All four of these birds have more-or-less distinct white tips on their tails, but only the sharpie and Cooper's have distinct white bands farther up the tail. The banding on the merlin and peregrine is grayer. The diagnostic characteristic is the facial coloring. The merlin and peregrine have distinct "moustaches" descending vertically from the eye; the other two birds do not. Also, merlins tend to take sparrow and warbler-sized birds as prey.
Good Work, Great Value
I'm a former Wisconsin resident, now a snowbird in San Diego and a summer resident in Door County. I've been a regular subscriber to Wisconsin Natural Resources and I've seen the publication evolve from a mimeographed quarterly publication to the excellent magazine produced today. It's worth much more than the subscription price.
Your article about pileated woodpeckers (August 1995) brought back some memories of a few years ago. There was a pileated who persisted in pecking at trees at a very busy intersection in Wausau. It would make a three-inch-wide, seven-inch-long, half-inch-deep opening in the side of the tree quite a way up. It was there so frequently that I would just look up when I spotted the chips at the bottom of one of the trees at that corner. The parks Department later removed the trees to prevent damage that might fall near traffic. I was just amazed that the woodpecker would choose such a busy street for its activities.
Market Hunting Photo
One of the photos used to illustrate "Toward an outdoor ethic" in the December issue shows market hunters posing with over a hundred waterfowl (p.10). The Oshkosh Public Museum has that same image in its collection identified as "Dunkel's boathouse on Lake Poygan." The museum has a fairly large collection of photographs related to waterfowling in the Lake Winnebago Region, including images from the market hunting era. This photo is one of the more unique images, capturing the essence of the market hunting era.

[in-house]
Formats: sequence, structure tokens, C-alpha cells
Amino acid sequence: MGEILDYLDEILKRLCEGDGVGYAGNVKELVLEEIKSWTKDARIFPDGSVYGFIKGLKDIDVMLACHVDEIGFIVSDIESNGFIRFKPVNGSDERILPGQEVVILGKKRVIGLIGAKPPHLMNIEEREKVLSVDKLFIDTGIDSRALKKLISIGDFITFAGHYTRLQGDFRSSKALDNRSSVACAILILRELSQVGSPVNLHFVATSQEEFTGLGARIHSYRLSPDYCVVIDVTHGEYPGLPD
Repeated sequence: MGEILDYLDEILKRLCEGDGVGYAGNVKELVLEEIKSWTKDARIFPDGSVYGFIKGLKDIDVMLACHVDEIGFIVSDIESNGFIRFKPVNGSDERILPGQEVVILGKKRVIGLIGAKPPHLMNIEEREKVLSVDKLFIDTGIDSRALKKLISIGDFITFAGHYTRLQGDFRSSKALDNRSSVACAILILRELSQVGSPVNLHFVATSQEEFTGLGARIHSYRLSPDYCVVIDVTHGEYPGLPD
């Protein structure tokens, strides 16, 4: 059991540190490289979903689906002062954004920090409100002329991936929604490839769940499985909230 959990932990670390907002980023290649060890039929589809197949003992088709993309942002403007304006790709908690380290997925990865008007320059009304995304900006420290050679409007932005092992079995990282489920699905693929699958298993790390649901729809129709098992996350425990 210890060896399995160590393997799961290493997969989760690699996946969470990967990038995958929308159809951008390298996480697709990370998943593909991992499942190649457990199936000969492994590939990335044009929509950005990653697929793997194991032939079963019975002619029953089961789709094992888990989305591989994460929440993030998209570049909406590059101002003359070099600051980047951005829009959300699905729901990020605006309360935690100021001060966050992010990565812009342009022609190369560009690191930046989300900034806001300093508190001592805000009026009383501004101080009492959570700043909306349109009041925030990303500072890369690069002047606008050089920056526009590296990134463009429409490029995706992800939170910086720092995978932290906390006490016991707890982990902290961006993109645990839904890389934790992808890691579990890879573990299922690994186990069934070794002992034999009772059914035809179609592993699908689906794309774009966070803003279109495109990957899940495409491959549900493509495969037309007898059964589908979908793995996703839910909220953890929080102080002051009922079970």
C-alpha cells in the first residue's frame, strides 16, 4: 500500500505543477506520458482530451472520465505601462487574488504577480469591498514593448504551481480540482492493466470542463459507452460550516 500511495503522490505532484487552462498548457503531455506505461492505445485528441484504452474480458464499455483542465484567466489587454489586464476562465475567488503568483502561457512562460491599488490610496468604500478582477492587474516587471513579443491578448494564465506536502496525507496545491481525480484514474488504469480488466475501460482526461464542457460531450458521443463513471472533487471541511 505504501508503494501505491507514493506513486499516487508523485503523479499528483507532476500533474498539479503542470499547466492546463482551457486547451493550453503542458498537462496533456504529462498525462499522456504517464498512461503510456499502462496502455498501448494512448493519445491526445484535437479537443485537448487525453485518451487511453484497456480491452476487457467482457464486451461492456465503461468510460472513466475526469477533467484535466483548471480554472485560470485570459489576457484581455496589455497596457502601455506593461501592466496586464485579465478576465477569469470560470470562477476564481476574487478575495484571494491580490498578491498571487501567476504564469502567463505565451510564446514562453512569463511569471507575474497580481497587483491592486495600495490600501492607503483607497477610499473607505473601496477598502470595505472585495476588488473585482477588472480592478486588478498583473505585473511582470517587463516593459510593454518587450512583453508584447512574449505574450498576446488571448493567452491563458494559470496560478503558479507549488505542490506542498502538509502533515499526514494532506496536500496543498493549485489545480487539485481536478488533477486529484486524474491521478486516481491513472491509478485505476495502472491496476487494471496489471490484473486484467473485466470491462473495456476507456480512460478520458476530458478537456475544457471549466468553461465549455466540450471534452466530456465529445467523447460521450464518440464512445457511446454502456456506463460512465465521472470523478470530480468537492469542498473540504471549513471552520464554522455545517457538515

Bradley G. Larson, Director
A photograph in your August issue sparked a deep memory. The photo on p.5 of your "Down to the Shoreline" supplement showed a black fence-like structure, which I call a runoff containment barrier, along side a highway. The barrier was placed there for a good cause, but some of these barriers are left and abandoned.
The sight of these barriers, weathered and dilapidated is rather disgusting. In the fall of 1993 I used to pass a stretch of Highway 32 near the north branch of the Pensaukee River where both sides of the road were littered with old barriers. Part of that ugly barrier is still visible poking through the snow two years later. To me, it is just as disgusting as discarded diapers, tires, bottles or other trash randomly and inconsiderately tossed along our roadways. Who is responsible?
We contacted the State Department of Transportation (DOT) to get an answer. On state highway projects, engineers and crews from DOT are responsible for maintaining silt fences and removing them after vegetation is well-established. This usually takes a year. Sometimes maintenance work, including the subsequent removal of silt fences is contracted to county work crews.
Silt fences are also installed by utility companies after they complete roadside repairs, replace phone poles or bury cables. Construction companies use them also to control runoff from landscaping, so every silt fence you see is not necessarily installed by a highway worker. In fact, DOT has largely switched to using hay bales, erosion mats and sprayed seed mixtures to establish vegetation more quickly and control runoff more effectively, so you should see fewer of these silt fences on roadsides in the future.
We agree that erosion controls need to be maintained, like all tools, to perform an intended function without becoming a problem or an eyesore.